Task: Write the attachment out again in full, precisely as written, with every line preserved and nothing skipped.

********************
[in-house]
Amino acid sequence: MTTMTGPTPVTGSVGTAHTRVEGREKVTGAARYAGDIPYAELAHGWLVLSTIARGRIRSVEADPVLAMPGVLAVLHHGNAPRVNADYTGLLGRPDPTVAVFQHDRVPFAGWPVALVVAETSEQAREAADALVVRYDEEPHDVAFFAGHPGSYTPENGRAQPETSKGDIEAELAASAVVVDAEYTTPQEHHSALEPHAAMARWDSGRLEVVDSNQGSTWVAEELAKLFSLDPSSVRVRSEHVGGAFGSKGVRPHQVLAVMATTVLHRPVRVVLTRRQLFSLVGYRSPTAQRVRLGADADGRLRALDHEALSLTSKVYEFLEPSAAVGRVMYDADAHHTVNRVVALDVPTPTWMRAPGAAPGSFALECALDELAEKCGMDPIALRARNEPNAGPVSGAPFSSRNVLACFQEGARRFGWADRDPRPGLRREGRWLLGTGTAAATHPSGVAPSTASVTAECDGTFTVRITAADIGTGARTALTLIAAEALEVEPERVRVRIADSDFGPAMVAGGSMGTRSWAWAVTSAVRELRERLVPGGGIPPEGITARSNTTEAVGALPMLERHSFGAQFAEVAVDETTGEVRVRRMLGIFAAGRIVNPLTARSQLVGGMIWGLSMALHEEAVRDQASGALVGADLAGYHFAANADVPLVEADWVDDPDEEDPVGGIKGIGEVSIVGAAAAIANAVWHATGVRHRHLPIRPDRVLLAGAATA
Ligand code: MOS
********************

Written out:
[in-house]
Amino acid sequence: MTTMTGPTPVTGSVGTAHTRVEGREKVTGAARYAGDIPYAELAHGWLVLSTIARGRIRSVEADPVLAMPGVLAVLHHGNAPRVNADYTGLLGRPDPTVAVFQHDRVPFAGWPVALVVAETSEQAREAADALVVRYDEEPHDVAFFAGHPGSYTPENGRAQPETSKGDIEAELAASAVVVDAEYTTPQEHHSALEPHAAMARWDSGRLEVVDSNQGSTWVAEELAKLFSLDPSSVRVRSEHVGGAFGSKGVRPHQVLAVMATTVLHRPVRVVLTRRQLFSLVGYRSPTAQRVRLGADADGRLRALDHEALSLTSKVYEFLEPSAAVGRVMYDADAHHTVNRVVALDVPTPTWMRAPGAAPGSFALECALDELAEKCGMDPIALRARNEPNAGPVSGAPFSSRNVLACFQEGARRFGWADRDPRPGLRREGRWLLGTGTAAATHPSGVAPSTASVTAECDGTFTVRITAADIGTGARTALTLIAAEALEVEPERVRVRIADSDFGPAMVAGGSMGTRSWAWAVTSAVRELRERLVPGGGIPPEGITARSNTTEAVGALPMLERHSFGAQFAEVAVDETTGEVRVRRMLGIFAAGRIVNPLTARSQLVGGMIWGLSMALHEEAVRDQASGALVGADLAGYHFAANADVPLVEADWVDDPDEEDPVGGIKGIGEVSIVGAAAAIANAVWHATGVRHRHLPIRPDRVLLAGAATA
Ligand code: MOS